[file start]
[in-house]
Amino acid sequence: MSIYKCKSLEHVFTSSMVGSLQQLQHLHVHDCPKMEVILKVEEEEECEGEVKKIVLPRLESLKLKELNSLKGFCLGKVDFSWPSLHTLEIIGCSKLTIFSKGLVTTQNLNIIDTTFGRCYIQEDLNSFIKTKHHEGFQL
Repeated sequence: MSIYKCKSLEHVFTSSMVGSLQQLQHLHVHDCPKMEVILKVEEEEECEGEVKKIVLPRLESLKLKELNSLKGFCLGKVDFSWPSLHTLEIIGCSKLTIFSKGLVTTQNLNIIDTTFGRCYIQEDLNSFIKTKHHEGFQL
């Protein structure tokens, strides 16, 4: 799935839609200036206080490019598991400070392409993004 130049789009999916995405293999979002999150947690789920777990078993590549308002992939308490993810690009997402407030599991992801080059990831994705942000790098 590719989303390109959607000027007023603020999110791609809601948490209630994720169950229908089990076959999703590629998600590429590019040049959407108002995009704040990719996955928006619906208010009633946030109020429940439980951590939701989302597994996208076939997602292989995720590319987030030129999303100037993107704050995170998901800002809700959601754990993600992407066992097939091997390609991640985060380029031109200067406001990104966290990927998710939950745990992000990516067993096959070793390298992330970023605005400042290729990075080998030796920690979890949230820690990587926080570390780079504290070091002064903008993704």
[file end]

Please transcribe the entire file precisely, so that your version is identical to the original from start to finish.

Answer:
[in-house]
Amino acid sequence: MSIYKCKSLEHVFTSSMVGSLQQLQHLHVHDCPKMEVILKVEEEEECEGEVKKIVLPRLESLKLKELNSLKGFCLGKVDFSWPSLHTLEIIGCSKLTIFSKGLVTTQNLNIIDTTFGRCYIQEDLNSFIKTKHHEGFQL
Repeated sequence: MSIYKCKSLEHVFTSSMVGSLQQLQHLHVHDCPKMEVILKVEEEEECEGEVKKIVLPRLESLKLKELNSLKGFCLGKVDFSWPSLHTLEIIGCSKLTIFSKGLVTTQNLNIIDTTFGRCYIQEDLNSFIKTKHHEGFQL
């Protein structure tokens, strides 16, 4: 799935839609200036206080490019598991400070392409993004 130049789009999916995405293999979002999150947690789920777990078993590549308002992939308490993810690009997402407030599991992801080059990831994705942000790098 590719989303390109959607000027007023603020999110791609809601948490209630994720169950229908089990076959999703590629998600590429590019040049959407108002995009704040990719996955928006619906208010009633946030109020429940439980951590939701989302597994996208076939997602292989995720590319987030030129999303100037993107704050995170998901800002809700959601754990993600992407066992097939091997390609991640985060380029031109200067406001990104966290990927998710939950745990992000990516067993096959070793390298992330970023605005400042290729990075080998030796920690979890949230820690990587926080570390780079504290070091002064903008993704």